Discussion

3 thoughts on “A Revolution in our Midst

  1. Amanda, the idea behind Fuse Corps reminds me of the article we read last week by the Aspen Institute. The Aspen Institute was brings together top leaders in business and other institutions to discuss relevant issues in society. They discuss the topics and form solutions that they see best fit the problem. This seems similar to Fuse Corps, except they are finding new, fresh people with great leadership potential to work on their projects. I like that instead of just giving advice, they are able to work with governments on their ideas.

    Posted by Lauren Daley | February 7, 2012, 11:29 am
  2. I really like the idea of Fuse Corps. I remember Model UN in high school where we would always be looking at grass roots programs to help the third world countries my school was assigned. Fuse takes a new stance on this idea by bringing into entrepreneurs who think in a different way and thus can work alongside the government officials to provide unique ideas on how to improve societies. It also shows how these entrepreneurs will be able to gain a new perspective from the organization they work for.

    Posted by Catherine Gibbons | February 7, 2012, 4:30 pm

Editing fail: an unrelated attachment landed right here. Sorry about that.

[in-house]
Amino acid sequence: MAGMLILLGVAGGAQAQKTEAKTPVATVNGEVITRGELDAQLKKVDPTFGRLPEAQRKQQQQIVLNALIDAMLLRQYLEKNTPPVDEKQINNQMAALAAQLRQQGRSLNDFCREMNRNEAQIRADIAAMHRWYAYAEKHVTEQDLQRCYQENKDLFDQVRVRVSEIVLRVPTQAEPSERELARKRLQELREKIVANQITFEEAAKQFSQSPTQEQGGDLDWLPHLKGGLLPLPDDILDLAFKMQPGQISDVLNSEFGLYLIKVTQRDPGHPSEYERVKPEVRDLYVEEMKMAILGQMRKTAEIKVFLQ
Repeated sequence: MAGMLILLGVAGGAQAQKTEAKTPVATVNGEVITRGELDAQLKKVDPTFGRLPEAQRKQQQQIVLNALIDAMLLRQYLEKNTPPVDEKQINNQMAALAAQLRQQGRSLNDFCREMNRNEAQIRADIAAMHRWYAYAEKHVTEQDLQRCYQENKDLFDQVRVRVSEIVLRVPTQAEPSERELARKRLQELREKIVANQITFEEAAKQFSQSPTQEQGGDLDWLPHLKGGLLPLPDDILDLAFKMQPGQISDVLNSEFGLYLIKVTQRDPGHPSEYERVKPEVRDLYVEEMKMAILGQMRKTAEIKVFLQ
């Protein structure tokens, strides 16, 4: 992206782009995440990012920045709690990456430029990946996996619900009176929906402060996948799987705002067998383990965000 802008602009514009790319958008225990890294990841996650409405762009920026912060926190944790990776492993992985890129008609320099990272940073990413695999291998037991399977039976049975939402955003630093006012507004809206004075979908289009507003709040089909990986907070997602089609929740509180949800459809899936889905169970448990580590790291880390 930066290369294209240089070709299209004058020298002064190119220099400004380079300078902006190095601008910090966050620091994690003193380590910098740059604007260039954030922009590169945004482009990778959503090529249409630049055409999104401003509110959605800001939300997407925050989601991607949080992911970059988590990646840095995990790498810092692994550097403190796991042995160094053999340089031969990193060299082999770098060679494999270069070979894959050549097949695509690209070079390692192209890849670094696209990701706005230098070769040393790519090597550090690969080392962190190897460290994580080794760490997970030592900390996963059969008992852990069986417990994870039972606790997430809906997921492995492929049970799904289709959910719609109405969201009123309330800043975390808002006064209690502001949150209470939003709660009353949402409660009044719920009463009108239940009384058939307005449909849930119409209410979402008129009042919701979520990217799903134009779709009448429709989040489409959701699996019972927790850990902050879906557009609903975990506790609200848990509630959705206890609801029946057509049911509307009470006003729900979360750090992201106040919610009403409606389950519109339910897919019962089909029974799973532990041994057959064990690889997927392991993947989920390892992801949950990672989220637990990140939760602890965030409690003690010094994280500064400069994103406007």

3. Joey, I was referring to the big bailouts of both the banks and the auto industry including Fannie Mae, Freddie Mac, AIG, Citigroup, Bank of America, GM and Chrysler. I understand that the bailout did help save millions of jobs and money but at the same time, these companies were irresponsible with investments by only looking at the short term profits instead of the long term. These companies became predators by finding loopholes in regulations to make more money and gain more interconnectedness. This interconnectedness that they developed with other companies and financial services made them too big to fail. Once they declared bankruptcy, it could be determined that an entire financial system could be brought down! The government decided to step in to prevent this from happening, but even so, some companies still continued to spend their profits irresponsibly. For example, AIG decided to grant its executives with bonuses worth $65 million shortly after they were bailed out by the government while tax payers were left funding these bonuses and loans that the same executives caused.
    From what I gather, the purpose of the Fuse Corps is to prevent these crises in general. By having business savvy entrepreneurs that are more concerned with the general public than making large sums of money, they can help government develop programs that will reshape the predatory value of big business. These social issues start with education, economic development, and health care. The government is already trying to address these issues and with the help of business professionals, more successful programs may be developed. It is also a chance for business to make up to society for their past actions.

    Posted by Amanda Skonezney | February 7, 2012, 5:09 pm